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Publication Briefs

Study Suggests Missed Opportunities to Improve Management of Poorly Controlled Diabetes at VA Hospital Discharge

Clinical inertia, defined as a failure to initiate or intensify therapy when it is clinically indicated, has been documented in the care of diabetes in inpatient and outpatient settings, within the VA and other healthcare systems. Admissions to the hospital represent an important opportunity to improve glycemic control among patients with poorly controlled diabetes by adjusting outpatient medications at the point of discharge — and by providing appropriate outpatient clinical follow-up. This retrospective cohort study evaluated the impact of hospital admission events on the outpatient treatment of Veterans with diabetes. Using VA data, investigators identified 1,359 male Veterans, who were receiving medication therapy for diabetes and had an elevated HgbA1c (> 8%) prior to admission. Patients were included if they were admitted to one of four VA hospitals from 7/02 through 8/09 for causes other than palliative care. The main outcome measure was a change in pre-admission outpatient prescriptions for diabetes at hospital discharge, including an increase or decrease in dose for an existing diabetes medication, addition of a medication, discontinuation of a medication, or change in dose or type of insulin. Prescriptions filled during the 4-month interval before hospital admission were used to determine baseline diabetes therapy. Covariates also were assessed, such as patient demographics, hospital site, most recent HgbA1c, glucose, serum creatinine, and admission service (medical vs. surgical/mixed/other).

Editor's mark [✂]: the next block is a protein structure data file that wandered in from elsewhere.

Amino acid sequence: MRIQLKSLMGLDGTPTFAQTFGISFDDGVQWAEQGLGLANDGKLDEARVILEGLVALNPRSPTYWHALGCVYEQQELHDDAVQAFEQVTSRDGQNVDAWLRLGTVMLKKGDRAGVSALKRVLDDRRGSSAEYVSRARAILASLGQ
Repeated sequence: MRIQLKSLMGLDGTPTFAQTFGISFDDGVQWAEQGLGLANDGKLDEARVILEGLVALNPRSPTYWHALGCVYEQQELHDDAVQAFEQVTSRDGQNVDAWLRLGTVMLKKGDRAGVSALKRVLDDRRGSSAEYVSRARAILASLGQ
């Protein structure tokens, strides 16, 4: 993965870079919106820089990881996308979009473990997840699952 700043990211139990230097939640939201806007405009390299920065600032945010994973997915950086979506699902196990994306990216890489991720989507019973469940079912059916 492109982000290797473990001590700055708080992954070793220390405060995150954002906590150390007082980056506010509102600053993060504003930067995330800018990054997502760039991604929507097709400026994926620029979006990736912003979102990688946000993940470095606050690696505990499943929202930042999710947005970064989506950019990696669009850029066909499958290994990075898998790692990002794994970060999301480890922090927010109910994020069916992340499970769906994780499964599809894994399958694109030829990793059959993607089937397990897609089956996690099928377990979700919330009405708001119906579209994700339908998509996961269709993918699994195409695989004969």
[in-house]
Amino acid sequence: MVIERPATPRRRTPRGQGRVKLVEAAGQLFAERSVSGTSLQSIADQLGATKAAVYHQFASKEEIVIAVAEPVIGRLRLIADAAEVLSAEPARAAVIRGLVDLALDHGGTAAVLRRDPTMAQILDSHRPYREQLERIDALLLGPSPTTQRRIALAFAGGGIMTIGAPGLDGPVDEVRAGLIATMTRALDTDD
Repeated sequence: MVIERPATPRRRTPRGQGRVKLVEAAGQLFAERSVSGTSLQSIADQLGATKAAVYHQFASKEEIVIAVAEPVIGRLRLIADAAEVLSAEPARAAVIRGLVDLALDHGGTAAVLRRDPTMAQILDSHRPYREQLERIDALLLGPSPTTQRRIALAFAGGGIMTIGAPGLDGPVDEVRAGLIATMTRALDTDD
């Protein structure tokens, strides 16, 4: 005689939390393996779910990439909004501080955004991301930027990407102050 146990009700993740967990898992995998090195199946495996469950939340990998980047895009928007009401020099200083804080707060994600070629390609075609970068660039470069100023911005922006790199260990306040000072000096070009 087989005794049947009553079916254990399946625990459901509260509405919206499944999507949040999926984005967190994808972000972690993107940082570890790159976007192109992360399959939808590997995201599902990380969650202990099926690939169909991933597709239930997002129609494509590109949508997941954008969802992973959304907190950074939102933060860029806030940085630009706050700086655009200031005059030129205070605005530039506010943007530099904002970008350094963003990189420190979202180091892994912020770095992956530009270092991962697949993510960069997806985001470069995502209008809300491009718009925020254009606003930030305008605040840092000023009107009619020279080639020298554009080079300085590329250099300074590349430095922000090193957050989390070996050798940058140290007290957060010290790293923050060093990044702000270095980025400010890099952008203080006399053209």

• Despite evidence of poor diabetes control prior to admission, less than one-quarter (22%) of the Veterans in this study received a change in outpatient diabetes therapy upon hospital discharge, suggesting widespread clinical inertia.
  • Nearly one-third of Veterans (32%) had no change in therapy, no documentation of HgbA1c within 60 days of discharge, and no follow-up appointment within 30 days of discharge.
  • Patients admitted to surgical, psychiatric, or rehabilitation services were less likely to have a change in outpatient therapy compared to patients admitted to medical services.
  • In an adjusted analysis, factors associated with higher odds of a change in diabetes therapy included: inpatient endocrinology consultation, higher pre-admission HgbA1c, higher mean blood glucose during admission, occurrence of inpatient hypoglycemia, and inpatient basal insulin therapy.


  • Some patients may have had contraindications to more intensive diabetes treatment. The study did not assess clinical history collected by providers upon hospital admission regarding recent diabetes parameters (e.g., hypoglycemia).
  • Investigators were unable to evaluate discharge counseling which may have addressed need to adjust medication or increase dietary adherence.
  • Follow-up appointments with non-VA providers could not be examined.
  • This study was not designed to explain provider behavior, only to describe changes made to therapy.

Dr. Matheny is supported by an HSR&D Career Development Award and is part of the VA Tennessee Valley Healthcare System.

PubMed Logo Griffith M, Boord J, Eden S, and Matheny M. Clinical Inertia of Discharge Planning among Patients with Poorly Controlled Diabetes Mellitus. Journal of Clinical Endocrinology and Metabolism March 30, 2012;e-pub ahead of print.

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